Orthopedic management of osteopetrosis: Results of a survey and review of the literature

Douglas G. Armstrong, Jeffrey T. Newfield, Robert Gillespie

Research output: Contribution to journalArticle

62 Scopus citations

Abstract

Osteopetrosis or Albers-Schonberg disease is a rare hereditary disorder of osteoclast function in which resorption of bone is diminished, resulting in abnormally dense bones. The condition is known to occur in at least four recognizable clinical patterns, each of which is variable. The optimal treatment of fractures and of bone deformity in these patients has not previously been made clear. To determine appropriate orthopedic management of the condition, we conducted a survey of the membership of the Pediatric Orthopedic Society of North America. The combined experience of 57 surgeons who treated 79 patients with osteopetrosis was compiled. Four femoral neck fractures treated by closed reduction and internal fixation had a satisfactory result, but three treated nonoperatively developed varus and required osteotomy. A total of 20 hips was treated for coxa vara by various means, none of which was free of complications. Valgus osteotomy, when used as the primary treatment for coxa vara, was the most consistently satisfactory procedure, whereas in situ pinning failed in two of three hips. Fourteen subtrochanteric fractures and 31 other fractures of the femur were treated. Good results were reported with traction or casting or both in the majority of those fractures. Twenty-nine tibia fractures were treated successfully, the majority by nonoperative means. Upper extremity fractures healed well with closed reduction and casting. Vertebral fractures, spondylolysis, and back pain were most frequently treated without surgery.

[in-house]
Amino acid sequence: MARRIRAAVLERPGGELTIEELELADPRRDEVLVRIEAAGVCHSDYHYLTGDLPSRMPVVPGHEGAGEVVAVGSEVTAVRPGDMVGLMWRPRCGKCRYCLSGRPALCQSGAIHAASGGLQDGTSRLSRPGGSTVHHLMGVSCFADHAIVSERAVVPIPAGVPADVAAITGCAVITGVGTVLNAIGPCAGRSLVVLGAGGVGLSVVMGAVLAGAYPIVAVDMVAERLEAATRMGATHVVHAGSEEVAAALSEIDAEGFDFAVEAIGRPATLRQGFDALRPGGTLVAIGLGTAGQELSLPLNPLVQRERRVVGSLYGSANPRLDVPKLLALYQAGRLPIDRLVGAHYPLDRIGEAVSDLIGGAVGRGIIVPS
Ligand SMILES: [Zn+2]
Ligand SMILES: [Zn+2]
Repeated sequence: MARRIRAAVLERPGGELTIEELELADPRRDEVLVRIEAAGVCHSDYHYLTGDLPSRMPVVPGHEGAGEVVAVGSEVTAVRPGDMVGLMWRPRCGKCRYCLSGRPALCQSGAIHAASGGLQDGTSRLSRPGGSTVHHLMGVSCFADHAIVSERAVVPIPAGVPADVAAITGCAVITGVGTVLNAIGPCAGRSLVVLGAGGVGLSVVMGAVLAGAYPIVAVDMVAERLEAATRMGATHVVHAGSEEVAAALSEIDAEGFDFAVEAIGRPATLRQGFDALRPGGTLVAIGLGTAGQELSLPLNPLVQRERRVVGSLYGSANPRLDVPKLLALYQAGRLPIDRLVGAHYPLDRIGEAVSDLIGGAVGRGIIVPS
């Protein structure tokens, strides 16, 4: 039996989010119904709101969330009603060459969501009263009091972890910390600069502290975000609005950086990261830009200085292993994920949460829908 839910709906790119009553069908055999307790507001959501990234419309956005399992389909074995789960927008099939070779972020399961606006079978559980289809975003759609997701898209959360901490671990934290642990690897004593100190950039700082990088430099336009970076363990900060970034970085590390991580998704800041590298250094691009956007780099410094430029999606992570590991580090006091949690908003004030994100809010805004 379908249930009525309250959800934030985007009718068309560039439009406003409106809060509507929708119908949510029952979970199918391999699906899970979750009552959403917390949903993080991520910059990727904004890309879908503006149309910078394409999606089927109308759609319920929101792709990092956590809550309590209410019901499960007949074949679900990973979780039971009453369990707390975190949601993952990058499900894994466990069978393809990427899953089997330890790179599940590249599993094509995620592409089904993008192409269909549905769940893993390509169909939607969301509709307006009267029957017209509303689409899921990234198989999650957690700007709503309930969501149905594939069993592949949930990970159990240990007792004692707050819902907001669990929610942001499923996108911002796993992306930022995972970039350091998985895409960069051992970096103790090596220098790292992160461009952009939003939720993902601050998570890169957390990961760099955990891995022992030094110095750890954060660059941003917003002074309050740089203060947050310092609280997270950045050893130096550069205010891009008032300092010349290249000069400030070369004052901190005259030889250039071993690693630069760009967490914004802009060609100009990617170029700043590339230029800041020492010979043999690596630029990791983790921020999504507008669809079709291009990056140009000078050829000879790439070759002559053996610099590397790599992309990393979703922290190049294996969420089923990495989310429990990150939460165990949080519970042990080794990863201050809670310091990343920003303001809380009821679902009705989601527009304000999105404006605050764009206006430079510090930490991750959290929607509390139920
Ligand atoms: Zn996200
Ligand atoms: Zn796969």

Original languageEnglish (US)
Pages (from-to)122-132
Number of pages11
JournalJournal of Pediatric Orthopaedics
Volume19
Issue number1
DOIs
StatePublished - Jan 1 1999

All Science Journal Classification (ASJC) codes

  • Pediatrics, Perinatology, and Child Health
  • Orthopedics and Sports Medicine

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